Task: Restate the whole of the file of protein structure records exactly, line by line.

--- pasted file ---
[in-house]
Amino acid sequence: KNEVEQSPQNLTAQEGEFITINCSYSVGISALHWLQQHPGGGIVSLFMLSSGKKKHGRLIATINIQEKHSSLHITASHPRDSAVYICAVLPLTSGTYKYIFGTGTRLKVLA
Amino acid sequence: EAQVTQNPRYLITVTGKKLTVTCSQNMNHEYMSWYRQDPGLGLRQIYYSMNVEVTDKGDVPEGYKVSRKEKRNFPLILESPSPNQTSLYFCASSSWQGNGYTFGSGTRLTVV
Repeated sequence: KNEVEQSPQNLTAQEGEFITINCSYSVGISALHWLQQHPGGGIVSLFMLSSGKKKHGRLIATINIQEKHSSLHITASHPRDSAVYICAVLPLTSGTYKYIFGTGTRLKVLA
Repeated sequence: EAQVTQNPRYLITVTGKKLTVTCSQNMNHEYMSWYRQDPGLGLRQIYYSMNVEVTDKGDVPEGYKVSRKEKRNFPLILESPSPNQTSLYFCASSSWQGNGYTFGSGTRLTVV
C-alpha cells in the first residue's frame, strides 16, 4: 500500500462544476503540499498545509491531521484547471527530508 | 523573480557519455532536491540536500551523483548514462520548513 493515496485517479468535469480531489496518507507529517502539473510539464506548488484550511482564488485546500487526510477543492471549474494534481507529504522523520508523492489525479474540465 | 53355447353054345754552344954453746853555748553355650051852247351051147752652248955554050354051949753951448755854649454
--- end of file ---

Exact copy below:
[in-house]
Amino acid sequence: KNEVEQSPQNLTAQEGEFITINCSYSVGISALHWLQQHPGGGIVSLFMLSSGKKKHGRLIATINIQEKHSSLHITASHPRDSAVYICAVLPLTSGTYKYIFGTGTRLKVLA
Amino acid sequence: EAQVTQNPRYLITVTGKKLTVTCSQNMNHEYMSWYRQDPGLGLRQIYYSMNVEVTDKGDVPEGYKVSRKEKRNFPLILESPSPNQTSLYFCASSSWQGNGYTFGSGTRLTVV
Repeated sequence: KNEVEQSPQNLTAQEGEFITINCSYSVGISALHWLQQHPGGGIVSLFMLSSGKKKHGRLIATINIQEKHSSLHITASHPRDSAVYICAVLPLTSGTYKYIFGTGTRLKVLA
Repeated sequence: EAQVTQNPRYLITVTGKKLTVTCSQNMNHEYMSWYRQDPGLGLRQIYYSMNVEVTDKGDVPEGYKVSRKEKRNFPLILESPSPNQTSLYFCASSSWQGNGYTFGSGTRLTVV
C-alpha cells in the first residue's frame, strides 16, 4: 500500500462544476503540499498545509491531521484547471527530508 | 523573480557519455532536491540536500551523483548514462520548513 493515496485517479468535469480531489496518507507529517502539473510539464506548488484550511482564488485546500487526510477543492471549474494534481507529504522523520508523492489525479474540465 | 53355447353054345754552344954453746853555748553355650051852247351051147752652248955554050354051949753951448755854649454